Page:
The variable and procedure names indicate what they are used for. There are a few subtleties that should be understood. First, whenever a list is mentioned in the block diagrams of the process it is implemented using a balanced binary tree. The main advantages of a binary tree are the fast search time and dynamic memory allocation. Each time the binary tree is changed it is checked to see that all branches are close to the same length. By doing this it should be understood that to search for a given item in a tree containing n items will take at most logn (n) comparisons. This is much better than n/2 for a sort list. The fact that the tree is made up of individual data structures linked together by pointers means that the user doesn't have to know how big the tree will get. The user simply has to know if there is enough memory to add the nest item to the tree. Second, there is no double counting of words.
It should be understood that there are numerous variations and modifications of the invention that will be readily apparent to those skilled in the art in light of the above teachings. It is, therefore, to be understood that, within the scope of the appended claims, the invention may be practiced other than as specifically described. ##SPC1##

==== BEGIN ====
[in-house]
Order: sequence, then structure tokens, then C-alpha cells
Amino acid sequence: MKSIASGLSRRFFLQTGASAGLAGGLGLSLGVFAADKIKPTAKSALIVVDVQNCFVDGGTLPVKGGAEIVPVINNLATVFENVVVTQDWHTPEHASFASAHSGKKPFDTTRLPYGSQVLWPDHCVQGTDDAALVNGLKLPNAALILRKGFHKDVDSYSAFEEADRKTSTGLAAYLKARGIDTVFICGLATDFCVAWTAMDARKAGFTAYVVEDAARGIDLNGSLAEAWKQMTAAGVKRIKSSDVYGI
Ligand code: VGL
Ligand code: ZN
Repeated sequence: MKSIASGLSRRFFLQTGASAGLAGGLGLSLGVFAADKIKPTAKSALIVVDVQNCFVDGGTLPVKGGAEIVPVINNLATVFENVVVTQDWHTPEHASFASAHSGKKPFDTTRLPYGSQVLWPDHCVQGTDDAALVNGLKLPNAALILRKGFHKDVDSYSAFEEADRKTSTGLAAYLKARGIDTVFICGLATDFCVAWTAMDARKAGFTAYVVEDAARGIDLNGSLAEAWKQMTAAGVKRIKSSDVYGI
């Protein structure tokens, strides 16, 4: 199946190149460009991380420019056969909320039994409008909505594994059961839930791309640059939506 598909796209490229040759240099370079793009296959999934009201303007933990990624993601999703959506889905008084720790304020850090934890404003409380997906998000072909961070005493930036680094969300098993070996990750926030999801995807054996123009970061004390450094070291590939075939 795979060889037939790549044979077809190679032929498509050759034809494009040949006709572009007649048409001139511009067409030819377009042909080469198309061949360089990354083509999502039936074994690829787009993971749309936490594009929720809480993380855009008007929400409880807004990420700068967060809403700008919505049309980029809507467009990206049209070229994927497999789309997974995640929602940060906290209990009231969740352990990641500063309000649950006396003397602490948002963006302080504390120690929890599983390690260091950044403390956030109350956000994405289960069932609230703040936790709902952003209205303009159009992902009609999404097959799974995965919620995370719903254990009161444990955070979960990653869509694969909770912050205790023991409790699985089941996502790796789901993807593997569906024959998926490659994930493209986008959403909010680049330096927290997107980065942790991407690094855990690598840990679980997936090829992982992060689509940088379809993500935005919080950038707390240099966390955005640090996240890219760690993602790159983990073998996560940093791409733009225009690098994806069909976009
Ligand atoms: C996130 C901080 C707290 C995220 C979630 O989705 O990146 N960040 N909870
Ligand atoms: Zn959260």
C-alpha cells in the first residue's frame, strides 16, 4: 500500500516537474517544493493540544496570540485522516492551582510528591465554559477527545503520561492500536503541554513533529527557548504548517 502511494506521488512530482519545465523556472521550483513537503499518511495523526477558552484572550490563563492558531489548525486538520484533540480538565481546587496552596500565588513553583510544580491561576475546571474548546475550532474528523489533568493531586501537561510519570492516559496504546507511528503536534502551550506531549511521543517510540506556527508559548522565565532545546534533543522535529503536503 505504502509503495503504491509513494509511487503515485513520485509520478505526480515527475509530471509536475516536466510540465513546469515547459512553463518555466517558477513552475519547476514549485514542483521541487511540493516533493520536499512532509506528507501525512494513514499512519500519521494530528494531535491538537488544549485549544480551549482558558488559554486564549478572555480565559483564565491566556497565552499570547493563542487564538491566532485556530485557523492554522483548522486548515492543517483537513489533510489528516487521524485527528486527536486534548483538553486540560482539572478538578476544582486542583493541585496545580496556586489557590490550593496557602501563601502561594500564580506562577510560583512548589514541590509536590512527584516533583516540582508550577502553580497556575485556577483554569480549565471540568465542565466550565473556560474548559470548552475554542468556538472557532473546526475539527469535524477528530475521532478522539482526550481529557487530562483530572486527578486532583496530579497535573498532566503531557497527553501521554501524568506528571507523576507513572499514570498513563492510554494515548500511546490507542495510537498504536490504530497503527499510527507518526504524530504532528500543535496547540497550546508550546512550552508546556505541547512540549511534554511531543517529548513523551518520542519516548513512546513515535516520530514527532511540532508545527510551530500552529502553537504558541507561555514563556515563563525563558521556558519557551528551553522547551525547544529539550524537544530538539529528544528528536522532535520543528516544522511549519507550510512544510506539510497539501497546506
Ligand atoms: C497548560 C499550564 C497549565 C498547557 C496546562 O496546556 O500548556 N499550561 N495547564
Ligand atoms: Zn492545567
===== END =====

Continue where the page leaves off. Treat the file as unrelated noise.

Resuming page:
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|U.S. Classification||1/1, 707/E17.084, 707/999.005|
|International Classification||G06F17/27, G06F17/30|
|Cooperative Classification||Y10S707/99935, G06F17/2775, G06F17/30616, G06F17/2715|
|European Classification||G06F17/27R4, G06F17/27A4, G06F17/30T1E|
|Oct 28, 1992||AS||Assignment|
Owner name: NAVAL AIR WARFARE CENTER, CALIFORNIA
Free format text: ASSIGNMENT OF ASSIGNORS INTEREST.;ASSIGNOR:KOSTOFF ET. AL.;REEL/FRAME:006379/0032
Effective date: 19921020
|Dec 21, 1992||AS||Assignment|
Owner name: NAVAL AIR WAREFARE CENTER, CALIFORNIA
Free format text: ASSIGNMENT OF ASSIGNORS INTEREST.;ASSIGNOR:KOSTOFF ET. AL.;REEL/FRAME:006379/0048
Effective date: 19921020
|Mar 2, 1999||REMI||Maintenance fee reminder mailed|
|Aug 8, 1999||LAPS||Lapse for failure to pay maintenance fees|
|Oct 19, 1999||FP||Expired due to failure to pay maintenance fee|
Effective date: 19990808